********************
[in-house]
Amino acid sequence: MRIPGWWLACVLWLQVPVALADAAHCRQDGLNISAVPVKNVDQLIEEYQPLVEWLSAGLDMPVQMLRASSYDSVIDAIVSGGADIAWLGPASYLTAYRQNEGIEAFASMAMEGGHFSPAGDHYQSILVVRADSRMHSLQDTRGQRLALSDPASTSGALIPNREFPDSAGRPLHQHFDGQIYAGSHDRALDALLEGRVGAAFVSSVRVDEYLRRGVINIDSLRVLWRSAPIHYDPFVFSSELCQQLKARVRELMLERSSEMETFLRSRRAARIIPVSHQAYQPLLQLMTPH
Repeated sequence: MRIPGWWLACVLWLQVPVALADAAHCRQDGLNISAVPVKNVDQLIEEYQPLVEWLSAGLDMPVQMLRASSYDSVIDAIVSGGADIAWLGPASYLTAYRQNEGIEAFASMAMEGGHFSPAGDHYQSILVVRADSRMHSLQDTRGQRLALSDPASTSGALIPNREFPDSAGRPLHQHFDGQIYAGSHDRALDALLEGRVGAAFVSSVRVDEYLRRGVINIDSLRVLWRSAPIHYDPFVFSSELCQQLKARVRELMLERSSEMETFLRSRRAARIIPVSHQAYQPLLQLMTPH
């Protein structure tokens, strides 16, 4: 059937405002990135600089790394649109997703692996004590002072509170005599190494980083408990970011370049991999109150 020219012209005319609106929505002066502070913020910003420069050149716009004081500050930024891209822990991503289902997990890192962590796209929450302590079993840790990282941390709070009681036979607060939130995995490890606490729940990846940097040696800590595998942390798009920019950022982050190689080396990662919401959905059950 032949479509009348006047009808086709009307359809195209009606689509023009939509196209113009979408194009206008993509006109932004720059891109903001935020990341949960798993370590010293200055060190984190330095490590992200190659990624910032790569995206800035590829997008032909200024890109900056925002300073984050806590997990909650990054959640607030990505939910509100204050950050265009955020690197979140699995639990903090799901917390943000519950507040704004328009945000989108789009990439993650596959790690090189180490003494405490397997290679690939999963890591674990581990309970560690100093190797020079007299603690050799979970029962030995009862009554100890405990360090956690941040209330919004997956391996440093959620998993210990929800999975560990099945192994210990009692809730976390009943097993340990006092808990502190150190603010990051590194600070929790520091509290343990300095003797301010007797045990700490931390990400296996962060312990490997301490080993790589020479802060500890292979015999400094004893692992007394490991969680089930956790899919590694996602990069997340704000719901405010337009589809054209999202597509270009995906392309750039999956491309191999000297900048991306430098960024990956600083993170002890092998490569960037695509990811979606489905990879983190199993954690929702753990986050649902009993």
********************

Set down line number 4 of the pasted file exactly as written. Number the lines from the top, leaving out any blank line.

């Protein structure tokens, strides 16, 4: 059937405002990135600089790394649109997703692996004590002072509170005599190494980083408990970011370049991999109150 020219012209005319609106929505002066502070913020910003420069050149716009004081500050930024891209822990991503289902997990890192962590796209929450302590079993840790990282941390709070009681036979607060939130995995490890606490729940990846940097040696800590595998942390798009920019950022982050190689080396990662919401959905059950 032949479509009348006047009808086709009307359809195209009606689509023009939509196209113009979408194009206008993509006109932004720059891109903001935020990341949960798993370590010293200055060190984190330095490590992200190659990624910032790569995206800035590829997008032909200024890109900056925002300073984050806590997990909650990054959640607030990505939910509100204050950050265009955020690197979140699995639990903090799901917390943000519950507040704004328009945000989108789009990439993650596959790690090189180490003494405490397997290679690939999963890591674990581990309970560690100093190797020079007299603690050799979970029962030995009862009554100890405990360090956690941040209330919004997956391996440093959620998993210990929800999975560990099945192994210990009692809730976390009943097993340990006092808990502190150190603010990051590194600070929790520091509290343990300095003797301010007797045990700490931390990400296996962060312990490997301490080993790589020479802060500890292979015999400094004893692992007394490991969680089930956790899919590694996602990069997340704000719901405010337009589809054209999202597509270009995906392309750039999956491309191999000297900048991306430098960024990956600083993170002890092998490569960037695509990811979606489905990879983190199993954690929702753990986050649902009993």